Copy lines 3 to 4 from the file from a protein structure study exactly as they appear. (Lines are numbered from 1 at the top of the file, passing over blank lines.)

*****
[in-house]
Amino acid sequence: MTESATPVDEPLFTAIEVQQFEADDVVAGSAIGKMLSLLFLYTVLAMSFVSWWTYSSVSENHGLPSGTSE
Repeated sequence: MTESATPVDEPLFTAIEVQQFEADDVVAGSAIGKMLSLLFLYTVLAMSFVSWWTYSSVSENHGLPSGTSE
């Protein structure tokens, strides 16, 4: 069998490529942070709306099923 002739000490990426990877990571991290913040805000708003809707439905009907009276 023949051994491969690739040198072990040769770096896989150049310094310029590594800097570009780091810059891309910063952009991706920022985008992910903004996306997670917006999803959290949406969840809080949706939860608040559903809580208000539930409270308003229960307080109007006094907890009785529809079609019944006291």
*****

Repeated sequence: MTESATPVDEPLFTAIEVQQFEADDVVAGSAIGKMLSLLFLYTVLAMSFVSWWTYSSVSENHGLPSGTSE
């Protein structure tokens, strides 16, 4: 069998490529942070709306099923 002739000490990426990877990571991290913040805000708003809707439905009907009276 023949051994491969690739040198072990040769770096896989150049310094310029590594800097570009780091810059891309910063952009991706920022985008992910903004996306997670917006999803959290949406969840809080949706939860608040559903809580208000539930409270308003229960307080109007006094907890009785529809079609019944006291």